I want to bring in CNN's Wolf Blitzer now, because it really was an incredible life, Wolf. He was somebody who was known as a fighter in every aspect of his life, from his service in the military to his service as a U.S. Senator first elected in 1986 serving six terms. Somebody who worked across the aisle and always, always stayed true to his conviction no matter if it was along the same lines as the majority of his party.

WOLF BLITZER, CNN HOST (through telephone): He was a really unusual politician. I think he was so honest with his own national security, especially his national security.

Even though he was a conservative Republican, even though he was very loyal to his party, and loyal to the conservative movement, he was always willing to work with Democrats, including very liberal Democrats.

If there was an area they can work together to the national interest, especially in the area of national security, Ana. I covered him for a long, long time, more than 30 years and interviewed him dozens and dozens of times. Spent a lot of quality time with him over the years. And when you compare this politician to so many other politicians, he was really unique. And that he was willing to speak up and what he felt was the truth, not play games. He was always, always there and he will certainly be missed because he was such an unusual man, a great American, a great patriot.


Someone who was always, always working for the American people and you can agree with him, you could disagree with him but you always have to respect him and especially what he went through during his life. And he didn't make a big deal out of it. It's really amazing to think of the years -- 5-1/2 years he was a POW in Vietnam and then he was one of the leaders in working to restore relations with a new Vietnam.

It really is so sad when you think about the fact that he is now gone and I think I speak for everyone here at CNN, certainly everyone in the United States and around the world who knew him, admired him, loved him. We express our deepest, deepest condolences to his very, very loving family.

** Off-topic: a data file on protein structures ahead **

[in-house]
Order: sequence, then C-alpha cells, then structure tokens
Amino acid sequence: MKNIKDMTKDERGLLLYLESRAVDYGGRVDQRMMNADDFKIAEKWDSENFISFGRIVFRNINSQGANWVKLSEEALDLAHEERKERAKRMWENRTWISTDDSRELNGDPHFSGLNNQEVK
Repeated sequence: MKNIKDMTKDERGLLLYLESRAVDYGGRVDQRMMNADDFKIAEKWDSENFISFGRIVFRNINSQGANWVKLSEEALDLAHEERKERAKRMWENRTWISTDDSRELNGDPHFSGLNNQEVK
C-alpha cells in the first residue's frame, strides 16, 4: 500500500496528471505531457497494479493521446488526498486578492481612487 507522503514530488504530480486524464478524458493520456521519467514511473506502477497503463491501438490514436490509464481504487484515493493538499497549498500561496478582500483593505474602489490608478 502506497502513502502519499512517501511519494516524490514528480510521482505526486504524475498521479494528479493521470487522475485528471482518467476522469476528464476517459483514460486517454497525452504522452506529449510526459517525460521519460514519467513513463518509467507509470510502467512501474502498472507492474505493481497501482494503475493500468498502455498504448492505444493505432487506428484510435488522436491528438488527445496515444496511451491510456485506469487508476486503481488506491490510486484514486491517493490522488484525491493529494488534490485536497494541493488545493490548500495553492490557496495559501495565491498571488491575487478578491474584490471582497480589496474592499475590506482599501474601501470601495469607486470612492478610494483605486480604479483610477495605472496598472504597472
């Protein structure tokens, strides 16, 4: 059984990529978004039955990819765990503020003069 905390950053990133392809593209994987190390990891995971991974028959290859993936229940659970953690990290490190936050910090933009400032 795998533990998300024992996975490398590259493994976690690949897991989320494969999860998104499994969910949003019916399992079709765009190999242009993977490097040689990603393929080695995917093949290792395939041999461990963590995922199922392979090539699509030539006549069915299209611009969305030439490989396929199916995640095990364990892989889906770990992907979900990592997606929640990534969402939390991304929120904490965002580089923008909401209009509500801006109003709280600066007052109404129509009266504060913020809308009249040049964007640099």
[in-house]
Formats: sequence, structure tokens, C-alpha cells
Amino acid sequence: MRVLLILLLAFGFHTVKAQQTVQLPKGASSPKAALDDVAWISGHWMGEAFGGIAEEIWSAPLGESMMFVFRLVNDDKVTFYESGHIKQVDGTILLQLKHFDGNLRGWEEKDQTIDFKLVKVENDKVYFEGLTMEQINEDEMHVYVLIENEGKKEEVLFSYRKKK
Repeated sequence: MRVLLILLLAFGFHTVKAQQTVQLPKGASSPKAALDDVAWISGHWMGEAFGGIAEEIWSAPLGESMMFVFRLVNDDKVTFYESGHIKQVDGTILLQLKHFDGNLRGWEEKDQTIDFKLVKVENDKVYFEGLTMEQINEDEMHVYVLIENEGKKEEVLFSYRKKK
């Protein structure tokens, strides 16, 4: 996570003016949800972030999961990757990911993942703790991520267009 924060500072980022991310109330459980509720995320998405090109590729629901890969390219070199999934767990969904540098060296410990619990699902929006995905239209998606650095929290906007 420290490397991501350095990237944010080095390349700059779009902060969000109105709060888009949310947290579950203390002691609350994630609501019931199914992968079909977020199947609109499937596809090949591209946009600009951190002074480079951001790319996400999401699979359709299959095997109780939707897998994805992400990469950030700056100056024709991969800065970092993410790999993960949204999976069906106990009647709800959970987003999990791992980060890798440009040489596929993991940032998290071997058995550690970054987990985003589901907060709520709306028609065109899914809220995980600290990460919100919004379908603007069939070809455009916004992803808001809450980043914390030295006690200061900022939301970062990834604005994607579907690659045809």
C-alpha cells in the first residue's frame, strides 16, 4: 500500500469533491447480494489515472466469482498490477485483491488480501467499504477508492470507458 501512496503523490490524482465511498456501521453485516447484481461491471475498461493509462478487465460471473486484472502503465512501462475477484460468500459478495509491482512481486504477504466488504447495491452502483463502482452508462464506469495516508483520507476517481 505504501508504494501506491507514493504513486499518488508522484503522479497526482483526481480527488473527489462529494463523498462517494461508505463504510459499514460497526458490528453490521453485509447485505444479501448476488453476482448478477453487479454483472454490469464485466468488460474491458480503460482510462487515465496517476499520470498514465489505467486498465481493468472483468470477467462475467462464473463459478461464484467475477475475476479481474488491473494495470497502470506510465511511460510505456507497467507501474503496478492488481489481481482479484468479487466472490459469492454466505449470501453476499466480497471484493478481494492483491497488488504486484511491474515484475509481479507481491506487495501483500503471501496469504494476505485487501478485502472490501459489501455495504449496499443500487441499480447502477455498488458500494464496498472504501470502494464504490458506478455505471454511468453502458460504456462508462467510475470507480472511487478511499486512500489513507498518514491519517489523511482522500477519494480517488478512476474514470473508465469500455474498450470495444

CABRERA: Absolutely. Wolf, do you have any memories that are top of mind of John McCain in the time that you covered him and knew him as a senator?

BLITZER: You know, years and years ago, there was very -- a Democrat here in Washington named David Ifshin who was close to Bill Clinton when he was president and a leader in the Democratic Party, the DNC.

But during Vietnam War, David, he was an anti-war protester. Very out spoken, very active and as we know John McCain has done an amazing and he was serving, flying missions in Vietnam and then eventually was a POW for more than five years.

I remember that they became close in later years. Even though David Ifshin was a Democrat, even though John McCain was a Republican, even though David Ifshin really oppose the war in Vietnam and John McCain fought in the Vietnam War. And it was one of the most riveting moments.

I remember David Ifshin as a young man, he passed away and I went to his funeral here in the D.C. area and John McCain gave the eulogy to David Ifshin. There was such a kind jester on his part, even though they were so different during the Vietnam War. They did become friends in later years. And it was just a beautiful eulogy that he deliver at his funeral. And it's just sort of indicative.

It underscores the man that John McCain was, that he could get beyond, move beyond and work together, especially when he thought that there was in the American national interest to do so. And he was just so bold, so courageous and it's just very sad for all of us that knew him, admired him, covered him, interviewed him. To know that he is now gone at 81 years old, almost 82.

But it's just a sad, sad moment and I'm sure his family, they've been preparing for this for more than a year when he was diagnosed of brain cancer. But when it happens, it happens. Those of us have gone through this family member's notes. You can get ready, you can prepare, but once it's really there, it's so, so sad.

CABRERA: No doubt about it. He was diagnosed in July of 2017. He has spoken about how he has survived longer than family thought he might because of what doctors had told him given his very aggressive brain cancer that he was suffering from.

We have new reporting, Wolf, stand by, about John McCain's plans for his funeral service. Something that apparently had begun over the last year. He had been planning for his services. Often discussing the plans with close friends who lived and who visited his Arizona ranch.

Two people close to McCain say that he wanted three locations for services including Arizona, the National Cathedral in Washington and Annapolis. This is reporting from our Jeff Zeleny.